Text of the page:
They said it couldn't be done. Session after legislative session the NRA-backed bill to create a legal right to carry fully loaded weapons into college classrooms had been stealthily blocked by a handful of sensible Democratic legislators. Now all of those legislators had gone down to defeat in the Tea Party bloodbath of 2010, and the bill was coming up again. It was a foregone conclusion that it would pass.
I really don't know why we did it. There was no chance the bill would be defeated. We might as well just accept that it was inevitable and go on and do our best to adapt. Some of our students were probably bringing guns to campus already. They could be hauled into court if they were caught, but they were never caught. That's what concealed means.
Still, we couldn't let it go. Somewhere in the great ledger book in the sky, it would be recorded that we had tried. It might not be remembered as our finest hour. It probably wouldn't be remembered at all, but we would at least know that we had made the effort.
So we began the writing of letters. We began to contact our colleagues and ask them to join us. The letters flowed, and soon they turned into petitions, and the signatures mounted. We would at least be heard. It would be known that there were people in Texas classrooms who really didn't want guns there among the already volatile mix. It would be remembered that we had gone on record with our belief that the answer to the possibility of violence was not the threat of more violence.
Nobody thought we could win. This bill was a bad idea whose time had come. Nevertheless, we persisted. We watched the legislature's moves carefully. We drove to Austin on multiple occasions to wait in cramped committee rooms and speak our minds to stubborn politicians who were legally obligated to hear us. We told them why what they proposed to do was wrong; why we wouldn't stand by and let common sense - which we made our living teaching and defending - be trampled to death. Increasingly, we were joined by students and administrators. Some had had experience with violence before, and wanted no more of it. Some simply wished to lend their support. Our numbers grew.
We made phone calls, and we made them again. We argued with staffers, and we left messages of gratitude with the occasional legislator who changed his or her mind. We received new lists of new people to call, and somehow we made the time to press the phone once more to our ears and speak our convictions into the broad void of indifference.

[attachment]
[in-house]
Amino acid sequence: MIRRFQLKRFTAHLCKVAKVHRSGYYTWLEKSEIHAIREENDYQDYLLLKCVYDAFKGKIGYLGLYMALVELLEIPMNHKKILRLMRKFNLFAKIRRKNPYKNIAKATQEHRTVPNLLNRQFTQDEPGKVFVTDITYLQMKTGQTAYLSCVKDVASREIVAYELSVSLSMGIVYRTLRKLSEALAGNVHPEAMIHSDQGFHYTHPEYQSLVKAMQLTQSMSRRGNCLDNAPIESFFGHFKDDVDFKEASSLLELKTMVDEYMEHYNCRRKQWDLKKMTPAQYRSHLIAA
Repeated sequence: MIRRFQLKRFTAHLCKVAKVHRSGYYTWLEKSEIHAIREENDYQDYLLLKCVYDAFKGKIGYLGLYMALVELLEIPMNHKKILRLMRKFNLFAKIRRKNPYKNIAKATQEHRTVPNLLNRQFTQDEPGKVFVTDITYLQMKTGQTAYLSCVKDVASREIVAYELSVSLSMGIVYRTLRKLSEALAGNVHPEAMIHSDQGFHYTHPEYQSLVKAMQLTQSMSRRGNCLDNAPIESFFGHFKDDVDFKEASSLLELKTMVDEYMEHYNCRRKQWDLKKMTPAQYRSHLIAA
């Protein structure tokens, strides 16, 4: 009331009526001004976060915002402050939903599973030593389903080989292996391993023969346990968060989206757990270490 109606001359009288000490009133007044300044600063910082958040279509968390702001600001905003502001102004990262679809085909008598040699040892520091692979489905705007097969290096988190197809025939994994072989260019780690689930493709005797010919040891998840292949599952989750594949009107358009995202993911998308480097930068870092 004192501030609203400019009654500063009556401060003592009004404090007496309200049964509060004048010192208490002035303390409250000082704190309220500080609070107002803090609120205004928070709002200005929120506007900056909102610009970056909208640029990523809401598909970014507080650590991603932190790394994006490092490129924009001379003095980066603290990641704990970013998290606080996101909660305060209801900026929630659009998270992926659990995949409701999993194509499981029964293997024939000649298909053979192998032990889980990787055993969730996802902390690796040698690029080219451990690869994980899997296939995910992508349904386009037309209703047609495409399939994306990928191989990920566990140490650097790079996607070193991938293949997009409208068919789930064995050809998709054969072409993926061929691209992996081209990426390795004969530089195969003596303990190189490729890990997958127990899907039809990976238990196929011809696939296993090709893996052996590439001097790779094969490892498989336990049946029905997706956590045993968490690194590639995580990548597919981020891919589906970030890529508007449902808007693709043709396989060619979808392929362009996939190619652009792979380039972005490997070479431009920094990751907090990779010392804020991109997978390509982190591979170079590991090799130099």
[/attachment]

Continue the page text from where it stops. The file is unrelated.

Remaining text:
We wrote Op-Eds. Mine in the local paper provoked a storm of protest, which I ignored. I briefly wondered whether my home was safe, but I knew where such fears could lead and I dismissed them as distractions - temptations from a source that had spawned countless paranoid acts and raised the death toll ever higher. I could not let myself worry. Now more than ever I needed the strength of my convictions.
So we persevered, and again and again it looked like time had run out and the terrible idea was about to triumph. The NRA was behind it - they were there in the hearing room trotting out the usual arguments - and politicians bowed to their will. This was Texas, and there was no way we could fight the NRA here. Ours would go down in history as a lost cause, and we would lick our wounds in defeat and wonder how we could have been so foolish as to hope.
Ultimately, it was the politicians who squashed the bill. As usual, they didn't take the lead; they waited to follow. Only after they saw that our numbers were growing and that we were in dead earnest about our convictions did they start to show signs of wavering. State Senator Jeff Wentworth, who seemed to regard passage of this bill as his life's work, tried every trick in the book to keep it alive, and time and again we thought he had won. But he lost, and, in a crowning irony, he was defeated in his re-election bid this year by a Tea Party challenger.
Of course, the bill may come up again next year. Someone else may step up to the plate to take Wentworth's turn at bat. Rick Perry, no longer running for president and watching the national polls, may decide to give this bill more attention. But we will be there too, because we did the impossible, and we know it can be done again. Whether in Texas or in any other state, the NRA can be defeated, if only the people who care will make their voices heard. The politicians will not do it for us. They will only follow once they hear us loud and clear and realize that we are not going away.
We beat the NRA in Texas. If it can be done here, it can be done anywhere. We are not going away.